Off the beaten path, beyond a cluster of towering trees and alongside a rippling brook sits a clean and modern building. On a summer evening, it’s empty and practically untouched — a visitor might hear only trickling water, birds chirping, the wind through the trees and, only if you listen intently, the sound of street traffic or kids playing football in the distance.

But soon, the center will be bustling with young bodies weekdays between 8 a.m. and 4 p.m.

The Lakehill Preparatory School Alice and Erle Nye Family Environmental Science Center sits on a swath of East Dallas land. Though just four miles away from the school’s main campus and just feet from busy the Interstate 30 and Ferguson Road intersection, the site possesses a backwoods-y quality, says Lakehill headmaster Roger Perry.

“We’re about 40 feet lower than Ferguson Road, so the sound sort of floats right over the top,” he says. “You really feel like you are immersed in the woods.”

Perry expects students will appreciate the center, to which they will travel regularly by bus.

“We want to get them out in nature as much as possible, so they can learn about the environment and appreciate having something like this in the city limits.”

Situated behind a 2,000-square-foot limestone courtyard, this state-of-the-art, LEED-certified building will house laboratories and classrooms with an area to hose down after coming in from the woods, a meeting hall with a fireplace, big glass windows and access to the more than 40 acres of untouched land ripe for hands-on learning.

The site will offer supplemental learning for science students, but it will also serve as a site for enrichment in other areas of learning, says science coordinator and teacher Melissa Carpenter, who will office at the center.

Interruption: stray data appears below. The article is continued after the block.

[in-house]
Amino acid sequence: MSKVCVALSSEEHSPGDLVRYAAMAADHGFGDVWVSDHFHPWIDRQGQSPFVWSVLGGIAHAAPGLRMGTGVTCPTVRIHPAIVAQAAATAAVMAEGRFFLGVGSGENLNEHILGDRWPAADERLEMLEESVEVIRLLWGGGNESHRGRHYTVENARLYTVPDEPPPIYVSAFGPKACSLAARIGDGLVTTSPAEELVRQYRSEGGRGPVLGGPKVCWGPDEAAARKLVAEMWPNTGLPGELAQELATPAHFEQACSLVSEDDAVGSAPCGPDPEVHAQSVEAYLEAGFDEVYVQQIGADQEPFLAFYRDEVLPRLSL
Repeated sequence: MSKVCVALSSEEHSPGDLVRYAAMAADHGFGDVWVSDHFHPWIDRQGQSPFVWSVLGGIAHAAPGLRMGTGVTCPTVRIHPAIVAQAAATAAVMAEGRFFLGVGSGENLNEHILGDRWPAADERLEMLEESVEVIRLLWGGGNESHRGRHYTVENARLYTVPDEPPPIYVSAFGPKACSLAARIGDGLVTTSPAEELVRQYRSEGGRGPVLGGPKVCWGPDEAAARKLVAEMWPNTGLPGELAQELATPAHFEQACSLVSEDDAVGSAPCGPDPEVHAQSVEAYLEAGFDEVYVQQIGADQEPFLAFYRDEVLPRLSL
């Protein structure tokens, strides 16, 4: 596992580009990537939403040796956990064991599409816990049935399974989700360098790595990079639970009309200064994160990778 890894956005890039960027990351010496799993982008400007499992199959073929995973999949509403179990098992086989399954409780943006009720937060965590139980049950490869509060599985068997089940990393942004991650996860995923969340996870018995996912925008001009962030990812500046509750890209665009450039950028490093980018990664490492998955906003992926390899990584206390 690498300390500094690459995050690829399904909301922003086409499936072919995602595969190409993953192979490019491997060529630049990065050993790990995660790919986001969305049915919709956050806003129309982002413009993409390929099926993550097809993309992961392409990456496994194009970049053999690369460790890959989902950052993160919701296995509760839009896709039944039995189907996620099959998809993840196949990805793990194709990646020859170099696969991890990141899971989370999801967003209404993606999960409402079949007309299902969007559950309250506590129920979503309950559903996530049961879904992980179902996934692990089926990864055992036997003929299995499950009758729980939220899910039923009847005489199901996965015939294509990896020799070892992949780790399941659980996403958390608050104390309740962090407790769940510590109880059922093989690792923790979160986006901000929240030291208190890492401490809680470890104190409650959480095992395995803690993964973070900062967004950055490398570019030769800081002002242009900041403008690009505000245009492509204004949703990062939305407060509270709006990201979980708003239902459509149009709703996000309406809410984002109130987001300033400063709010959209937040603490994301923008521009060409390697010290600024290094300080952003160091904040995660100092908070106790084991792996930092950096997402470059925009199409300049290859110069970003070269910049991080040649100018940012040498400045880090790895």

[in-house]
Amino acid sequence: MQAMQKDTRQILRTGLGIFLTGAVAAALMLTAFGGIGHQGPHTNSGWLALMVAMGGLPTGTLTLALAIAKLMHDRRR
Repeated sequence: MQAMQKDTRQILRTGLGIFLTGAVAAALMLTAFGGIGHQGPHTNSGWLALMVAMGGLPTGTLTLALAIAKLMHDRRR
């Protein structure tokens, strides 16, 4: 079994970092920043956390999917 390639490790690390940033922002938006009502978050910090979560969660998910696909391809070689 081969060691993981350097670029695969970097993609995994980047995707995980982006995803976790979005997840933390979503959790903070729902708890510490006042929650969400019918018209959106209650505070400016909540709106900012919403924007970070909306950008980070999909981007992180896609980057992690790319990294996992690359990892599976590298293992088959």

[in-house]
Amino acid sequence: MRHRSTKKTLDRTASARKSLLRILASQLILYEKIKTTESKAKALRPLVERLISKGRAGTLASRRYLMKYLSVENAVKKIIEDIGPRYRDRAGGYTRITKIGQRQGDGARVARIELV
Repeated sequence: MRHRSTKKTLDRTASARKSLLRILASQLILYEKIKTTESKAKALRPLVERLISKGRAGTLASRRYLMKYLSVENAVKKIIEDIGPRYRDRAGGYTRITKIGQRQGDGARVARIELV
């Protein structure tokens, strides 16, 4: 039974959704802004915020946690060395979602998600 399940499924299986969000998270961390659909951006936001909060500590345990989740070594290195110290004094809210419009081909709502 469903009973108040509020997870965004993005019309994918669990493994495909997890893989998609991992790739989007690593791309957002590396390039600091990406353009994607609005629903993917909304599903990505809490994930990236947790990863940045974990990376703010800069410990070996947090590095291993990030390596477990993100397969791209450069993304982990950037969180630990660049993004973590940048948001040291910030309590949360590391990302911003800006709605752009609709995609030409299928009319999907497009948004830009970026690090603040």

“Students will get a chance to get dirty, be outdoors and see and do the things we talk about in class,” she says. “We will also integrate time at the center into all areas of the curriculum — journaling, artwork, languages — and the building itself will serve as a source of learning, where they can learn about building technology of the future.”

The center is named for Erle Nye, Lakehill school board chairman and former TXU Electric company chairman. His wife Alice served as a substitute teacher at Lakehill for many years.

“She was always there when we needed someone in a pinch,” Perry says. The couple’s five children graduated from Lakehill.

“It’s really awesome that we will get to name it after their family.”

Over the summer, Lakehill hosted Kite Day on the science center grounds. Lakehill’s 7th and 8th grade students built more than 300 kites and invited children from Bayles Elementary and their families to come test them out.

The center opened the first week of school — “we don’t want to put it off, even if it’s not completely finished,” Carpenter says — and a ribbon-cutting ceremony is scheduled for Sept. 10.

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